Cats may pee outside of their litter box for several reasons which we’ll discuss in a minute but they usually still pick a horizontal surface like a floor or countertop, unlike a spraying cat.
When Peeing Looks Like Spraying
Sometimes, you may think a cat is spraying because they are uncomfortable and unable to squat down to pee normally. This is common in older cats who develop arthritis or spinal pain. Cats with urinary or kidney infections may also adopt an abnormal posture when peeing due to pain.
So, Which Is It?
Unless you catch your cat in the act, you may need to rely on a process of elimination to determine if you’re dealing with spraying or inappropriate urination. Start with a complete checkup to eliminate any medical concerns that could be causing urinary issues. With medical issues ruled out, you can be more certain you’re dealing with a behavioral cause of some sort.
Another clue that your cat is spraying rather than just avoiding their litter box is whether they continue to poop in the right spot. Cats rarely mark with feces while litter box avoiders will stay out of the box no matter what kind of deposit they need to make.
How To Stop Your Cat From Spraying
Stopping your cat from spraying requires you to both thoroughly clean any areas where your cat sprays and diagnose why they’re displaying the behavior to begin with.
Cleaning is the easier job: use a mild-smelling cleaner or one designed specifically to clean up cat urine, like an enzymatic spray. If your cat consistently returns to the same area to spray, you might need to cut off access to that spot temporarily.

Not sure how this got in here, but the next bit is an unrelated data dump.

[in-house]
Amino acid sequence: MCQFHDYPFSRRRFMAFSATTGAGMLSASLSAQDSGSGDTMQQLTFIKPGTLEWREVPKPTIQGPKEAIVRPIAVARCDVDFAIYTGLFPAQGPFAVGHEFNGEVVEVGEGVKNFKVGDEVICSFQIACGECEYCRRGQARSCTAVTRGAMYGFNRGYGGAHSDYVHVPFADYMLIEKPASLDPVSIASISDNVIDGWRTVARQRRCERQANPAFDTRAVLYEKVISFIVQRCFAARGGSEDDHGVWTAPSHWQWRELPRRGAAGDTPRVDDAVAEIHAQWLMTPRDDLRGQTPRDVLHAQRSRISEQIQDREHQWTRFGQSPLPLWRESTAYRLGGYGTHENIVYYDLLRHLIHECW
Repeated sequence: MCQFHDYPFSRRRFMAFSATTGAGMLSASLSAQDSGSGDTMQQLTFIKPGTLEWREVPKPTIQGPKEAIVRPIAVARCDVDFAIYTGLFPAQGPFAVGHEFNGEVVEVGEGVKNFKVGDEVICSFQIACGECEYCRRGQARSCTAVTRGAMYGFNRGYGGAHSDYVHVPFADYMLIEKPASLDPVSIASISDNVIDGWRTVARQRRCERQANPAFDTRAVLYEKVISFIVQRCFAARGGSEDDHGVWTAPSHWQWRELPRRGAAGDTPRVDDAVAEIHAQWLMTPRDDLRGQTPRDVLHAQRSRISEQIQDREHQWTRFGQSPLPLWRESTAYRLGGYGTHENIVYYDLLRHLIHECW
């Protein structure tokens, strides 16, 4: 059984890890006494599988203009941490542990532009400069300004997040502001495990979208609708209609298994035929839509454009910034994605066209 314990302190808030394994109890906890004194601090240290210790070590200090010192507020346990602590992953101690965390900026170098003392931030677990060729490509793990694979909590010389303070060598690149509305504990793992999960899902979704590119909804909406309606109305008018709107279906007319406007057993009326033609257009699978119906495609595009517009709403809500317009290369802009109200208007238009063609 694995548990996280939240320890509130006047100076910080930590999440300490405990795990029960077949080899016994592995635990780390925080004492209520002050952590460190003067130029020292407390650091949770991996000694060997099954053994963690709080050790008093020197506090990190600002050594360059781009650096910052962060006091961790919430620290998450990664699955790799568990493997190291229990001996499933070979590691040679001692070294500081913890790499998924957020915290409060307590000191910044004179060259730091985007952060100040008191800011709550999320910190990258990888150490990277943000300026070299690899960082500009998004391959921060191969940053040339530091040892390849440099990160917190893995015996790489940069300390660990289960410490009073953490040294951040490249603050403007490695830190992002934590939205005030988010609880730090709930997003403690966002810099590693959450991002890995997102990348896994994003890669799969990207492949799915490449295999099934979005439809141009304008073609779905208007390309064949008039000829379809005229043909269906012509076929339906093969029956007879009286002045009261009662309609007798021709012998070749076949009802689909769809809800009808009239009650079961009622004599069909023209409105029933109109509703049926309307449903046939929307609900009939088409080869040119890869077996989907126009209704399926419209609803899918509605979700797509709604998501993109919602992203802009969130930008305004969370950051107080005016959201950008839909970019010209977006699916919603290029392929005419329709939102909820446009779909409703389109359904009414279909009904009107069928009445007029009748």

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3 Tips to Stop Spraying in Specific Scenarios
1. If Your Cat Is Spraying To Attract Mates
To stop this behavior in its tracks, get your cat spayed or neutered. While about 5% of female cats and 10% of male cats continue spraying after they’re fixed, it’s still one of the best ways to stop the unwanted urine marking.
2. If You’re Dealing With “Sibling Rivalry”
In multi-cat households, spraying is often the result of both territorial marking and squabbling over resources like food, toys, or your attention. Make sure your cats have their own space to sleep, eat and use the bathroom. Keep one more litter box in the house than the number of cats in residence.
Make sure you give all your cats plenty of one-on-one attention so they don’t feel the need to fight for it. This might require you to separate your cats temporarily so they don’t intrude on each other’s play or snuggle time.
You can also use calming products like a pheromone spray or diffuser to help ease the kitty tension in your household.
3. If Your Indoor Cat Feels Threatened By An Outdoor Intruder